--However, the system of capitalism is global; that was the whole point of colonialism, the slave market, the "coolie" market that replaced slavery, and today's transnational corporations and institutions (World Trade Organization, World Bank, IMF) backed by the US military to maintain capitalism's imperialism. Many poor countries are perfectly embedded into global capitalism, being the most "open for business" for transnational corporations their resources, dump their pollution, and (crucially) prevent alternatives ("Red Scare", "War on Terror", etc.): The Divide: A Brief Guide to Global Inequality and its Solutions
...Global capitalism features social dislocation, be it:
i) Booms of financial speculation/gentrification (And the Weak Suffer What They Must? Europe's Crisis and America's Economic Future) and jobless growth (Capitalism: A Ghost Story), or
ii) Busts leaving behind rust belts and mega slums (Planet of Slums).
...Thus, there's always enough dispossessed poor people to exploit (tens of millions of preventable deaths each year under global capitalism is somehow normalized), just as there's always enough environment to exploit (well, until that collapses: Facing the Anthropocene: Fossil Capitalism and the Crisis of the Earth System).

--Curiously, the US (in particular the book's "middle class" target audience) is more and more experiencing the spatial (global) and temporal (boom/bust cycles) nature of capitalism that have ravaged the Global South.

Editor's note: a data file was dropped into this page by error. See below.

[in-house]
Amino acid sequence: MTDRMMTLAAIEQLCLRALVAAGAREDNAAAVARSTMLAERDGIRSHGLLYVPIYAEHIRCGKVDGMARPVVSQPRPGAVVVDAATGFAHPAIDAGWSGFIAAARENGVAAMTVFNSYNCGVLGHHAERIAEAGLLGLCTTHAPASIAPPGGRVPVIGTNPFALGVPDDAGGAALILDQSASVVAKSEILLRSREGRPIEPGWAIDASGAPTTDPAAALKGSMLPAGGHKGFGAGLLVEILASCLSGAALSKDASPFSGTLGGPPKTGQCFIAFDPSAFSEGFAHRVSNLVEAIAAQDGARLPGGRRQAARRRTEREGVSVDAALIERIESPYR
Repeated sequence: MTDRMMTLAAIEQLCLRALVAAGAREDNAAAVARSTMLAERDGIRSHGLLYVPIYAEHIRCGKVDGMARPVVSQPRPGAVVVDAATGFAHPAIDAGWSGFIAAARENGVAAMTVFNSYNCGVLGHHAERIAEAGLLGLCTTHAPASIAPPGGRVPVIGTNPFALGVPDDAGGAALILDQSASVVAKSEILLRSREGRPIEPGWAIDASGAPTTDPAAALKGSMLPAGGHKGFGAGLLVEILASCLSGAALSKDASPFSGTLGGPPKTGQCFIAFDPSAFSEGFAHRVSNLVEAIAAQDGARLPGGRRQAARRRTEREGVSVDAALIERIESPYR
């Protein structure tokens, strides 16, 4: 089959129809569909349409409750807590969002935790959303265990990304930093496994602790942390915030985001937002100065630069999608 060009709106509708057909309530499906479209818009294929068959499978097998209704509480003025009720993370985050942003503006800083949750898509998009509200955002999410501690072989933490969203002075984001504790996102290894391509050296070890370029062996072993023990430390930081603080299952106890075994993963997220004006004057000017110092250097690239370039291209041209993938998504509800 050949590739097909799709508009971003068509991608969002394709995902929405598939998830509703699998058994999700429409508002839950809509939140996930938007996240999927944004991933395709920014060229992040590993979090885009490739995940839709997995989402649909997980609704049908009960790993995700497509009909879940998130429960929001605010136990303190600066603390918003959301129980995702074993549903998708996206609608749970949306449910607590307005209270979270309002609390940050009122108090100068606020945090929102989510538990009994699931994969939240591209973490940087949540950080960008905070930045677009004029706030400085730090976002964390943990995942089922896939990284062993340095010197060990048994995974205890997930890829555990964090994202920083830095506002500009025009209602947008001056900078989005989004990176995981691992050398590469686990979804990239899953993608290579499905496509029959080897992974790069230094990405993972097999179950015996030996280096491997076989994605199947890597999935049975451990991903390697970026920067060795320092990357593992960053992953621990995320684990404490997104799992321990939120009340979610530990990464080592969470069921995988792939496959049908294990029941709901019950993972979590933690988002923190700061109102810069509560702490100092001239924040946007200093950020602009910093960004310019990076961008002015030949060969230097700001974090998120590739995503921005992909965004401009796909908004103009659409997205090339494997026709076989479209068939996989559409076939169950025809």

--The most destructive war in human history (WWII) was the "creative destruction" that saved global capitalism from the endless Great Depression, with the US as chief creditor/arms dealer. The post-WWII boom built the US "middle class" with the US as the factory of the world; this lasted only decades before it collapsed under contradictions (Super Imperialism: The Origin and Fundamentals of U.S. World Dominance).
--The US's next "creative destruction" was to smash its unions and factories (outsourcing) to unleash Wall Street's Finance Capitalism, resulting in the past 40+ years of global booms/busts while parts of the US were left with Rust Belt deindustrialization, opioid crises, precarious work, mass homelessness and uninsured, etc.
--Without a clear understanding of the profit-seeking spatial/temporal logic and disruptions of global capitalism (indeed abstract, where long-term power hides), those disillusioned with the status quo are susceptible to scapegoating, symptomatic explanations targeting the visibly-different and vulnerable. Hence, "global Trumpism" repeating the history of fascism which arose during the Great Depression. Vijay Prashad elaborates: